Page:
Competing priorities, political objectives and strategic priorities in the context of limited budgets mean that choices need to be made regarding project selection, with EbA projects often side-lined in the process. It is recommended that champions are identified within municipalities to advocate for EbA. This can further bridge the knowledge and skills gap in those authorities responsible for EbA implementation and enforcement. Champions for EbA approaches can also ensure that guiding science and management frameworks are brought to the attention of local decision makers.

Lastly, a lack of long-term planning is a challenge at both the national and local level. Since conditions are fluid, long-term and multi-disciplinary planning should be integrated into decision-making processes. Added to this, local conditions must be taken into consideration by categorising high-risk areas/communities and climate impacts to ensure that these areas receive the necessary EbA focus. This will ensure a balance between the development and protection of ecosystems.

Institutional arrangements and partnerships

EbA has people at its centre, and uses participatory, culturally appropriate ways to address challenges.[9] Added to this, EbA is not a standalone practice, and, given that ecosystems generally do not have clearly defined borders, works best when various stakeholders collaborate.[10] Implementing EbA is therefore a social and institutional process that requires working together across sectors through partnerships with a clear focus on interventions that deliver co-benefits in an evolving context. This requires coordination at a number of levels in order to align partners’ resources and programmes of work towards the achievement of these benefits.[11]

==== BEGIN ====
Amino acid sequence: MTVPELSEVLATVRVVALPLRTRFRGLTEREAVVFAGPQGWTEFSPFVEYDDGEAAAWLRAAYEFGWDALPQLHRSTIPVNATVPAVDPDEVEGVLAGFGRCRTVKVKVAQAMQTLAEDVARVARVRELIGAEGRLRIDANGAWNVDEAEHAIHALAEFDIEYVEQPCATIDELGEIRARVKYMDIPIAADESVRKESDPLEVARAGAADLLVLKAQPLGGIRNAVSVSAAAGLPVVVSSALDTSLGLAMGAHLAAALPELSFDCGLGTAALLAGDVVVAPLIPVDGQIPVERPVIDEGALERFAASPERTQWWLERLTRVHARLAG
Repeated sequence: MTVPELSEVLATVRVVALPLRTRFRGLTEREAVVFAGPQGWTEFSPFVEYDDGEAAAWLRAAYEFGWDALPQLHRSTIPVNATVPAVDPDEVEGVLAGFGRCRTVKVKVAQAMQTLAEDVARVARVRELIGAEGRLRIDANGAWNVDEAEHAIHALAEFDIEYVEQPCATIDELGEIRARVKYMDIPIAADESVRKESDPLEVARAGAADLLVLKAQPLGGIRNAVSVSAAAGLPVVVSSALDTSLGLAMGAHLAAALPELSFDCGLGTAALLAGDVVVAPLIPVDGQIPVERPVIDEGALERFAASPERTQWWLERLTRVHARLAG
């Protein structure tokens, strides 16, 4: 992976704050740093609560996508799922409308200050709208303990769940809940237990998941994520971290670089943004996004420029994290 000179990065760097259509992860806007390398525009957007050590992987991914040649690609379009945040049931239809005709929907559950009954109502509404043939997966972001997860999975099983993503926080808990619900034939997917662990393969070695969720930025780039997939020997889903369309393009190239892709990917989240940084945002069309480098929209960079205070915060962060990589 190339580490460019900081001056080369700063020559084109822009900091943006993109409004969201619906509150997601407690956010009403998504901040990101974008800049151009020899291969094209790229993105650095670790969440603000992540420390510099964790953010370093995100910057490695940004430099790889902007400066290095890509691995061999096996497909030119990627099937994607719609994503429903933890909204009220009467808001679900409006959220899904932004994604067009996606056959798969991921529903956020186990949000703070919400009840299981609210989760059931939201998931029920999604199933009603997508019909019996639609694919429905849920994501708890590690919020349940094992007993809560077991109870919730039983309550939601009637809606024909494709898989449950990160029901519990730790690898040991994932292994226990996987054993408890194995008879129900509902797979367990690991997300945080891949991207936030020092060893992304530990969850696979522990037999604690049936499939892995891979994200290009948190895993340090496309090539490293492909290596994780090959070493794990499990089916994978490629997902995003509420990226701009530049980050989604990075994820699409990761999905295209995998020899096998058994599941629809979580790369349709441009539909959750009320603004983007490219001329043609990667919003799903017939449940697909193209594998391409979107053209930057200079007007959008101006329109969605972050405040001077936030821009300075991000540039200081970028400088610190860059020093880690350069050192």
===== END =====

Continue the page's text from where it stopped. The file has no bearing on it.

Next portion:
Effective institutional arrangements and partnerships, both within departments and across institutions, enable coordination and collaboration and have proven useful in helping institutions meet their objectives. However, coordination challenges limit the ability of institutions to carry out their EbA mandate. For instance, different levels of government, and departments within these levels of government, tend to operate in silos, and as a result institutions do not collaborate as effectively as they could. Integration between various departments should be prioritised, as the delivery of a wide range of EbA benefits requires a coordinated programme of work implemented by partners and stakeholders across sectors. The establishment of local coastal committees is one way of promoting collaboration at this level.

Human resource and capacity constraints at all levels of government limit the functions that can be implemented. In such instances, partnerships make it possible to leverage greater implementation capacity than is possible when institutions act in isolation.
Partnerships provide opportunities for lesson sharing and knowledge exchange, and also facilitate alignment and more strategic allocation of limited resources.

Owing to limited participation by and unbalanced contributions from different stakeholders, partnerships often do not meet the required objectives and therefore can be unsustainable. It is essential that a shared purpose and vision is highlighted and understood by all. It is thus important to work in strong, collaborative partnerships, as cross-institutional partnerships create a sense of common purpose and build cohesion at a larger scale.

Knowledge, communication and engagement